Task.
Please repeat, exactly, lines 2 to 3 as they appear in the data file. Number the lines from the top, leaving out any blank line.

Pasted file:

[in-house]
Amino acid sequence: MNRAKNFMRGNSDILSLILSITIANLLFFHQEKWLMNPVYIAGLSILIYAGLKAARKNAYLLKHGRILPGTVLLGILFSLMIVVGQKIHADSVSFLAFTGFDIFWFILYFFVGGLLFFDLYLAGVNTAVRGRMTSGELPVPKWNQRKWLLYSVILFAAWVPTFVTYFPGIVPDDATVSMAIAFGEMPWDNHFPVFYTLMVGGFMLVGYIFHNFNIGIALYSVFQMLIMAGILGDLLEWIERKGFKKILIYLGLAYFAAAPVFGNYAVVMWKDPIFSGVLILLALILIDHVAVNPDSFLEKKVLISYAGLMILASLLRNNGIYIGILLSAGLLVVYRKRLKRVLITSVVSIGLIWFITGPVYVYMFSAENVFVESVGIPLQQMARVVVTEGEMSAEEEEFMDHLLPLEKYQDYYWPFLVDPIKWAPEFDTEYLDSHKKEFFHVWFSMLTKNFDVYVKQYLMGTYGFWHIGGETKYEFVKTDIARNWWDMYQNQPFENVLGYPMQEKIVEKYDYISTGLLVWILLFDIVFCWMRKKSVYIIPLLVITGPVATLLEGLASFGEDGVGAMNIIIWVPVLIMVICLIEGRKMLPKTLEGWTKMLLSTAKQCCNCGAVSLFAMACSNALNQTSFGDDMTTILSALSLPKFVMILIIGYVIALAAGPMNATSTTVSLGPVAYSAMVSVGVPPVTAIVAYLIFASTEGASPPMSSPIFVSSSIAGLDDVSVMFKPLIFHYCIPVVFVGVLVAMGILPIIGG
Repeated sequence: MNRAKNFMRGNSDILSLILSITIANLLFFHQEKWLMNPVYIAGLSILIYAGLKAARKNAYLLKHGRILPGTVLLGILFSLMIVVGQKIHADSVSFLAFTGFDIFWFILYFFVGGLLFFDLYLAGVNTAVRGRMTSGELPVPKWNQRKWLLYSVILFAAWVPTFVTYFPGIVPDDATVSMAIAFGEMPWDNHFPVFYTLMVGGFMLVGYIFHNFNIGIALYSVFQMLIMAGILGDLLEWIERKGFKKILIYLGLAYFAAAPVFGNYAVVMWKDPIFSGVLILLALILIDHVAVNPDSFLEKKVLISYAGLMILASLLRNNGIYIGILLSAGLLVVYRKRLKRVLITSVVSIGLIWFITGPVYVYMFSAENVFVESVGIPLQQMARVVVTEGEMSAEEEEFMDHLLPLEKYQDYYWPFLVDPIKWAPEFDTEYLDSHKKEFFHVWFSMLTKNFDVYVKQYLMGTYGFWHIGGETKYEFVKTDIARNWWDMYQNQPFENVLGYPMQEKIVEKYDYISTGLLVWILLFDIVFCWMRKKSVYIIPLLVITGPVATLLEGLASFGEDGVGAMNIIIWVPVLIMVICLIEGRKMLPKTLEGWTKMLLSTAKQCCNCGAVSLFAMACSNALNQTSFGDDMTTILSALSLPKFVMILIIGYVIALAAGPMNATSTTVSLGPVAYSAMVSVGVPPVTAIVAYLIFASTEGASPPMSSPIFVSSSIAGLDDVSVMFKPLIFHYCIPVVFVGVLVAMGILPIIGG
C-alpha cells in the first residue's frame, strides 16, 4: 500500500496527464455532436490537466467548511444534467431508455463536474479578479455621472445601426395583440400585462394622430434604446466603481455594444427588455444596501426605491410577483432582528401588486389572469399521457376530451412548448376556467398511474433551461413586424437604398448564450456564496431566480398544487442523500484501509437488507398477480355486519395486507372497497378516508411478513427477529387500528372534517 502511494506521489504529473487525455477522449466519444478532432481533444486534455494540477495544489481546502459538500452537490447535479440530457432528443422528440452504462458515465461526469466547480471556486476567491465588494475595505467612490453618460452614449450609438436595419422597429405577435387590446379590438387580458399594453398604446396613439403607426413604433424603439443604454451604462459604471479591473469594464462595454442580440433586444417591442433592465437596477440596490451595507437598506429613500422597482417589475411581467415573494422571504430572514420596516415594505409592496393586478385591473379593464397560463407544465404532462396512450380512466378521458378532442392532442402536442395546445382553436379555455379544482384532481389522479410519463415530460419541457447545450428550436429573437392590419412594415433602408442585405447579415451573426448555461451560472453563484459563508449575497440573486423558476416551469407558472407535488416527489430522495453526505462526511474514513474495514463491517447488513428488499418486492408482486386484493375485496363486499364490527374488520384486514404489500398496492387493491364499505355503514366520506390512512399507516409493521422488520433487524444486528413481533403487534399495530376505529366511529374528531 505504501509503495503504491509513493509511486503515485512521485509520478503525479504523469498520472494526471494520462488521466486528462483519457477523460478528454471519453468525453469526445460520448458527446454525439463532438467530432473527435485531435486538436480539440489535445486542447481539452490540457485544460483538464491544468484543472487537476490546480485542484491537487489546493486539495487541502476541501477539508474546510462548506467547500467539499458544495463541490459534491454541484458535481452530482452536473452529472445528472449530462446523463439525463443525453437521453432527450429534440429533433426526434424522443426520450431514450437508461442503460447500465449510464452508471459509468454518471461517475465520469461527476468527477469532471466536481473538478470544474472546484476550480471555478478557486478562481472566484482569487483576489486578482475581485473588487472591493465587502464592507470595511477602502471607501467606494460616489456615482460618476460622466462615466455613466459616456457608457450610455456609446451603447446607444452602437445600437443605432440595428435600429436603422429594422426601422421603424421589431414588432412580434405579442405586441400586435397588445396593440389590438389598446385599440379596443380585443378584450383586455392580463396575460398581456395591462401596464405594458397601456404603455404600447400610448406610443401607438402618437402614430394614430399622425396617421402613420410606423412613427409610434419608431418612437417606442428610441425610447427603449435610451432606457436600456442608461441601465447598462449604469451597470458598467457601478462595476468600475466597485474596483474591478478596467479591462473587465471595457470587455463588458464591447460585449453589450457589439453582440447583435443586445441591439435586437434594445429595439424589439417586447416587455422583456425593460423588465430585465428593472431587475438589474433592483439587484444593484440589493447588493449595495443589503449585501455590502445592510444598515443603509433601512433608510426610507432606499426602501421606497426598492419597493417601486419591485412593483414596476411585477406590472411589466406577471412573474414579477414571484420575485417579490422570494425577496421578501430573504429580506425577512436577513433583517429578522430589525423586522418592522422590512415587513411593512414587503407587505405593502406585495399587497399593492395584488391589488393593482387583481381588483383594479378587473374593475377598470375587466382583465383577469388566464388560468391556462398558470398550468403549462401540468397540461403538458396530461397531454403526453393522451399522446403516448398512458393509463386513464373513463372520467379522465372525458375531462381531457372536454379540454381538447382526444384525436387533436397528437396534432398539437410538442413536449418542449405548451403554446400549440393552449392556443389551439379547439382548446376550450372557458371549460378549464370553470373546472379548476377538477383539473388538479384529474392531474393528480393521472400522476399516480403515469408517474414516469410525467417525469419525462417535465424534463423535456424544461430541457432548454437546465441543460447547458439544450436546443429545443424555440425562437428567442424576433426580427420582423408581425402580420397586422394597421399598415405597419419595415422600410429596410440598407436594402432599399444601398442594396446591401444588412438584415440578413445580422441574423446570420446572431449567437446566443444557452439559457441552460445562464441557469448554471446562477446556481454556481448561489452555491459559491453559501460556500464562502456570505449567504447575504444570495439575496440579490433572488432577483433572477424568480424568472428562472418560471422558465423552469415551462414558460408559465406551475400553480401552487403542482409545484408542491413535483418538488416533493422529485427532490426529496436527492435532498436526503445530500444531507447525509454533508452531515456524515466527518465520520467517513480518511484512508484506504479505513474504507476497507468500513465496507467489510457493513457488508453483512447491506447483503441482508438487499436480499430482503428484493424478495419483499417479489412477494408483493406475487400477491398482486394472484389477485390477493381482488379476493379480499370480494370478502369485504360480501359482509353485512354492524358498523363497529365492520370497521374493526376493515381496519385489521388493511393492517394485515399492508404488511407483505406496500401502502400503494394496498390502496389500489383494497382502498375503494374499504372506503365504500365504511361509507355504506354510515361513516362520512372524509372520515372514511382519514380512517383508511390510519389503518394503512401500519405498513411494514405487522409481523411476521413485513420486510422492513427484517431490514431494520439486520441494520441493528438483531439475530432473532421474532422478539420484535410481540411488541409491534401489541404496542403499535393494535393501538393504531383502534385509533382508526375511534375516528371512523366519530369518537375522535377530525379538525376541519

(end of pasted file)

Amino acid sequence: MNRAKNFMRGNSDILSLILSITIANLLFFHQEKWLMNPVYIAGLSILIYAGLKAARKNAYLLKHGRILPGTVLLGILFSLMIVVGQKIHADSVSFLAFTGFDIFWFILYFFVGGLLFFDLYLAGVNTAVRGRMTSGELPVPKWNQRKWLLYSVILFAAWVPTFVTYFPGIVPDDATVSMAIAFGEMPWDNHFPVFYTLMVGGFMLVGYIFHNFNIGIALYSVFQMLIMAGILGDLLEWIERKGFKKILIYLGLAYFAAAPVFGNYAVVMWKDPIFSGVLILLALILIDHVAVNPDSFLEKKVLISYAGLMILASLLRNNGIYIGILLSAGLLVVYRKRLKRVLITSVVSIGLIWFITGPVYVYMFSAENVFVESVGIPLQQMARVVVTEGEMSAEEEEFMDHLLPLEKYQDYYWPFLVDPIKWAPEFDTEYLDSHKKEFFHVWFSMLTKNFDVYVKQYLMGTYGFWHIGGETKYEFVKTDIARNWWDMYQNQPFENVLGYPMQEKIVEKYDYISTGLLVWILLFDIVFCWMRKKSVYIIPLLVITGPVATLLEGLASFGEDGVGAMNIIIWVPVLIMVICLIEGRKMLPKTLEGWTKMLLSTAKQCCNCGAVSLFAMACSNALNQTSFGDDMTTILSALSLPKFVMILIIGYVIALAAGPMNATSTTVSLGPVAYSAMVSVGVPPVTAIVAYLIFASTEGASPPMSSPIFVSSSIAGLDDVSVMFKPLIFHYCIPVVFVGVLVAMGILPIIGG
Repeated sequence: MNRAKNFMRGNSDILSLILSITIANLLFFHQEKWLMNPVYIAGLSILIYAGLKAARKNAYLLKHGRILPGTVLLGILFSLMIVVGQKIHADSVSFLAFTGFDIFWFILYFFVGGLLFFDLYLAGVNTAVRGRMTSGELPVPKWNQRKWLLYSVILFAAWVPTFVTYFPGIVPDDATVSMAIAFGEMPWDNHFPVFYTLMVGGFMLVGYIFHNFNIGIALYSVFQMLIMAGILGDLLEWIERKGFKKILIYLGLAYFAAAPVFGNYAVVMWKDPIFSGVLILLALILIDHVAVNPDSFLEKKVLISYAGLMILASLLRNNGIYIGILLSAGLLVVYRKRLKRVLITSVVSIGLIWFITGPVYVYMFSAENVFVESVGIPLQQMARVVVTEGEMSAEEEEFMDHLLPLEKYQDYYWPFLVDPIKWAPEFDTEYLDSHKKEFFHVWFSMLTKNFDVYVKQYLMGTYGFWHIGGETKYEFVKTDIARNWWDMYQNQPFENVLGYPMQEKIVEKYDYISTGLLVWILLFDIVFCWMRKKSVYIIPLLVITGPVATLLEGLASFGEDGVGAMNIIIWVPVLIMVICLIEGRKMLPKTLEGWTKMLLSTAKQCCNCGAVSLFAMACSNALNQTSFGDDMTTILSALSLPKFVMILIIGYVIALAAGPMNATSTTVSLGPVAYSAMVSVGVPPVTAIVAYLIFASTEGASPPMSSPIFVSSSIAGLDDVSVMFKPLIFHYCIPVVFVGVLVAMGILPIIGG